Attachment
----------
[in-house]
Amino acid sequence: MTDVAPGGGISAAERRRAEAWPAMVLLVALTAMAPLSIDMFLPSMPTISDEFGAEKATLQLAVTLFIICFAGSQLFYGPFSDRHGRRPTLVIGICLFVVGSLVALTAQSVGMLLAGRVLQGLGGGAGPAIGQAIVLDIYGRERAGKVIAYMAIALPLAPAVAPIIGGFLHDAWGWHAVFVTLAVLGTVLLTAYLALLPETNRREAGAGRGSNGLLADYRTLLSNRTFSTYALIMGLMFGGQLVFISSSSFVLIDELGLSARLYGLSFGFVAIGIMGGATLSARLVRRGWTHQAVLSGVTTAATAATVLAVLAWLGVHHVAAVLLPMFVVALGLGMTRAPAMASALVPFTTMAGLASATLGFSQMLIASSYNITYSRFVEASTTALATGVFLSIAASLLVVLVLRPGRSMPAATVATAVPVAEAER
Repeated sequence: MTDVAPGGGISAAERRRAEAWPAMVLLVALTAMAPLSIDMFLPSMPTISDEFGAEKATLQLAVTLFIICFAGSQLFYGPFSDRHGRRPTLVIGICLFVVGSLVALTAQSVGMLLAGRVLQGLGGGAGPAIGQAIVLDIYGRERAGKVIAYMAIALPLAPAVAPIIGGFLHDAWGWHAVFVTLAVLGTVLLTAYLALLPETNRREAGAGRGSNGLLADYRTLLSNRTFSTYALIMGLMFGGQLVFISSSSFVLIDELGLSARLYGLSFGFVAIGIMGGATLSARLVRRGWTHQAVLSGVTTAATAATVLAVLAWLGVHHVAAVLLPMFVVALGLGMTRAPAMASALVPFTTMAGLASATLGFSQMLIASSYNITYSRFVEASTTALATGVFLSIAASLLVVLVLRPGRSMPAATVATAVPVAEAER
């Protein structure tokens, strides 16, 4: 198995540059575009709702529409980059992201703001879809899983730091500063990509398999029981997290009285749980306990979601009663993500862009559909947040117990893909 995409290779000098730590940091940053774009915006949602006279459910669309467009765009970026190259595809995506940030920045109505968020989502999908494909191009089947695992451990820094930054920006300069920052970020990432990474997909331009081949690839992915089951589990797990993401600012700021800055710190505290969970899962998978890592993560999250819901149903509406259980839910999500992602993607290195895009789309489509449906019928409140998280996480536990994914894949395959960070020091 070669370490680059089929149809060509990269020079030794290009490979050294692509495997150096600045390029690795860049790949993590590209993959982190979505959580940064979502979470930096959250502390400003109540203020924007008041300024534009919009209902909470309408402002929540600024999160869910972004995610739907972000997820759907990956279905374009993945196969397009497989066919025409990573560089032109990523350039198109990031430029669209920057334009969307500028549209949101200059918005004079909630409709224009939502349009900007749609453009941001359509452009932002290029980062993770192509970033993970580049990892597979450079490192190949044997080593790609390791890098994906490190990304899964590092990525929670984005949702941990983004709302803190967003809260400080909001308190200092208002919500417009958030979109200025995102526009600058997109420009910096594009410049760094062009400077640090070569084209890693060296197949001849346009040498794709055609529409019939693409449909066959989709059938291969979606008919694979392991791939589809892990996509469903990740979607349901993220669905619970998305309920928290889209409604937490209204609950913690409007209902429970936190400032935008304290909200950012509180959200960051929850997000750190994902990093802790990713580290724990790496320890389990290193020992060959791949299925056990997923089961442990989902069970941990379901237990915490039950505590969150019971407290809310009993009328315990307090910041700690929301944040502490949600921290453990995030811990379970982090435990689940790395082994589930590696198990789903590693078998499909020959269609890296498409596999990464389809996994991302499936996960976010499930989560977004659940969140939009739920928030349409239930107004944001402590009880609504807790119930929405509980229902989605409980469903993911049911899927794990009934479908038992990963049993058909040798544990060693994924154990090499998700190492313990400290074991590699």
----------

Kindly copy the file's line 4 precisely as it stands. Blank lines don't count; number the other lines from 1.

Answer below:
């Protein structure tokens, strides 16, 4: 198995540059575009709702529409980059992201703001879809899983730091500063990509398999029981997290009285749980306990979601009663993500862009559909947040117990893909 995409290779000098730590940091940053774009915006949602006279459910669309467009765009970026190259595809995506940030920045109505968020989502999908494909191009089947695992451990820094930054920006300069920052970020990432990474997909331009081949690839992915089951589990797990993401600012700021800055710190505290969970899962998978890592993560999250819901149903509406259980839910999500992602993607290195895009789309489509449906019928409140998280996480536990994914894949395959960070020091 070669370490680059089929149809060509990269020079030794290009490979050294692509495997150096600045390029690795860049790949993590590209993959982190979505959580940064979502979470930096959250502390400003109540203020924007008041300024534009919009209902909470309408402002929540600024999160869910972004995610739907972000997820759907990956279905374009993945196969397009497989066919025409990573560089032109990523350039198109990031430029669209920057334009969307500028549209949101200059918005004079909630409709224009939502349009900007749609453009941001359509452009932002290029980062993770192509970033993970580049990892597979450079490192190949044997080593790609390791890098994906490190990304899964590092990525929670984005949702941990983004709302803190967003809260400080909001308190200092208002919500417009958030979109200025995102526009600058997109420009910096594009410049760094062009400077640090070569084209890693060296197949001849346009040498794709055609529409019939693409449909066959989709059938291969979606008919694979392991791939589809892990996509469903990740979607349901993220669905619970998305309920928290889209409604937490209204609950913690409007209902429970936190400032935008304290909200950012509180959200960051929850997000750190994902990093802790990713580290724990790496320890389990290193020992060959791949299925056990997923089961442990989902069970941990379901237990915490039950505590969150019971407290809310009993009328315990307090910041700690929301944040502490949600921290453990995030811990379970982090435990689940790395082994589930590696198990789903590693078998499909020959269609890296498409596999990464389809996994991302499936996960976010499930989560977004659940969140939009739920928030349409239930107004944001402590009880609504807790119930929405509980229902989605409980469903993911049911899927794990009934479908038992990963049993058909040798544990060693994924154990090499998700190492313990400290074991590699």